Proceedings of the 14th International Conference on Recent Advances in Natural Language Processing

Ruslan Mitkov, Galia Angelova (Editors)

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Varna, Bulgaria
INCOMA Ltd., Shoumen, Bulgaria
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Proceedings of the 14th International Conference on Recent Advances in Natural Language Processing
Ruslan Mitkov | Galia Angelova

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Bipol: Multi-Axes Evaluation of Bias with Explainability in Benchmark Datasets
Tosin Adewumi | Isabella Södergren | Lama Alkhaled | Sana Al-azzawi | Foteini Simistira Liwicki | Marcus Liwicki

We investigate five English NLP benchmark datasets (on the superGLUE leaderboard) and two Swedish datasets for bias, along multiple axes. The datasets are the following: Boolean Question (Boolq), CommitmentBank (CB), Winograd Schema Challenge (WSC), Winogender diagnostic (AXg), Recognising Textual Entailment (RTE), Swedish CB, and SWEDN. Bias can be harmful and it is known to be common in data, which ML models learn from. In order to mitigate bias in data, it is crucial to be able to estimate it objectively. We use bipol, a novel multi-axes bias metric with explainability, to estimate and explain how much bias exists in these datasets. Multilingual, multi-axes bias evaluation is not very common. Hence, we also contribute a new, large Swedish bias-labelled dataset (of 2 million samples), translated from the English version and train the SotA mT5 model on it. In addition, we contribute new multi-axes lexica for bias detection in Swedish. We make the codes, model, and new dataset publicly available.

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Automatically Generating Hindi Wikipedia Pages Using Wikidata as a Knowledge Graph: A Domain-Specific Template Sentences Approach
Aditya Agarwal | Radhika Mamidi

This paper presents a method for automatically generating Wikipedia articles in the Hindi language, using Wikidata as a knowledge base. Our method extracts structured information from Wikidata, such as the names of entities, their properties, and their relationships, and then uses this information to generate natural language text that conforms to a set of templates designed for the domain of interest. We evaluate our method by generating articles about scientists, and we compare the resulting articles to machine-translated articles. Our results show that more than 70% of the generated articles using our method are better in terms of coherence, structure, and readability. Our approach has the potential to significantly reduce the time and effort required to create Wikipedia articles in Hindi and could be extended to other languages and domains as well.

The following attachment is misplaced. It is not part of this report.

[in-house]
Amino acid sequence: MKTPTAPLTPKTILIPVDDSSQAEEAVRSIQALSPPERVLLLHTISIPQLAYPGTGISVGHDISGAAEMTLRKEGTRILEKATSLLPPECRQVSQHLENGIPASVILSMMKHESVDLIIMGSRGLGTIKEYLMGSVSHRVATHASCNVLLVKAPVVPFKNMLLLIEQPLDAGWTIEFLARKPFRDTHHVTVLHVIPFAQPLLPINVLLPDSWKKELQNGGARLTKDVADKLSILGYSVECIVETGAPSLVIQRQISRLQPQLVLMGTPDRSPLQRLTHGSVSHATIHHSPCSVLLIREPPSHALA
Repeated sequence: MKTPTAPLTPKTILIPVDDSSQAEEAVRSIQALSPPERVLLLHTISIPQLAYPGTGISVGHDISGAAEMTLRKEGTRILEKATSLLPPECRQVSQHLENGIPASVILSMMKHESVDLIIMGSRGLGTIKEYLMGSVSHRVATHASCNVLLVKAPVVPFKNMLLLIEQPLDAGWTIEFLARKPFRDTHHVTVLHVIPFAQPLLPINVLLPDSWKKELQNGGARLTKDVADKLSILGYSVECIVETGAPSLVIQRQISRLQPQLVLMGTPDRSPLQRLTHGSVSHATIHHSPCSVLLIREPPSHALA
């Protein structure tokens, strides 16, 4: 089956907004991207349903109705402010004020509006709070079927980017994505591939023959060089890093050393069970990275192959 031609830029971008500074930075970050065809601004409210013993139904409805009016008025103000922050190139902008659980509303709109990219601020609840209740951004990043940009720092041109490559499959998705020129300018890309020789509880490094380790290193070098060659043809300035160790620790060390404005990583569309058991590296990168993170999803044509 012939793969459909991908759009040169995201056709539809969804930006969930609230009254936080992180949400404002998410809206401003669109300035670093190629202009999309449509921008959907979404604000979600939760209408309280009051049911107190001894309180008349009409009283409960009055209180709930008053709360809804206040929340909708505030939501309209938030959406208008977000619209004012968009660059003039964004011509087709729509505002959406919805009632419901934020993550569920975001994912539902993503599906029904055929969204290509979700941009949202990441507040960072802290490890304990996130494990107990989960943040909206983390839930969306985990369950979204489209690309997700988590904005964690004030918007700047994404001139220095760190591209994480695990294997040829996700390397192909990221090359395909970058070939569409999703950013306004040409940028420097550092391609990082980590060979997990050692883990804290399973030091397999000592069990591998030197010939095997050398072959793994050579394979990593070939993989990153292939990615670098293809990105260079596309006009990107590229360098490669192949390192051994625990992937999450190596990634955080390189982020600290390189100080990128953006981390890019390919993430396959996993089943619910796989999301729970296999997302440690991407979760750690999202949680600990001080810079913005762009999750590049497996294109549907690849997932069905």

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Cross-lingual Classification of Crisis-related Tweets Using Machine Translation
Shareefa Al Amer | Mark Lee | Phillip Smith

Utilisation of multilingual language models such as mBERT and XLM-RoBERTa has increasingly gained attention in recent work by exploiting the multilingualism of such models in different downstream tasks across different languages. However, performance degradation is expected in transfer learning across languages compared to monolingual performance although it is an acceptable trade-off considering the sparsity of resources and lack of available training data in low-resource languages. In this work, we study the effect of machine translation on the cross-lingual transfer learning in a crisis event classification task. Our experiments include measuring the effect of machine-translating the target data into the source language and vice versa. We evaluated and compared the performance in terms of accuracy and F1-Score. The results show that translating the source data into the target language improves the prediction accuracy by 14.8% and the Weighted Average F1-Score by 19.2% when compared to zero-shot transfer to an unseen language.

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Lexicon-Driven Automatic Sentence Generation for the Skills Section in a Job Posting
Vera Aleksic | Mona Brems | Anna Mathes | Theresa Bertele

This paper presents a sentence generation pipeline as implemented on the online job board Stepstone. The goal is to automatically create a set of sentences for the candidate profile and the task description sections in a job ad, related to a given input skill. They must cover two different “tone of voice” variants in German (Du, Sie), three experience levels (junior, mid, senior), and two optionality values (skill is mandatory or optional/nice to have). The generation process considers the difference between soft skills, natural language competencies and hard skills, as well as more specific sub-categories such as IT skills, programming languages and similar. To create grammatically consistent text, morphosyntactic features from the proprietary skill ontology and lexicon are consulted. The approach is a lexicon-driven generation process that compares all lexical features of the new input skills with the ones already added to the sentence database and creates new sentences according to the corresponding templates.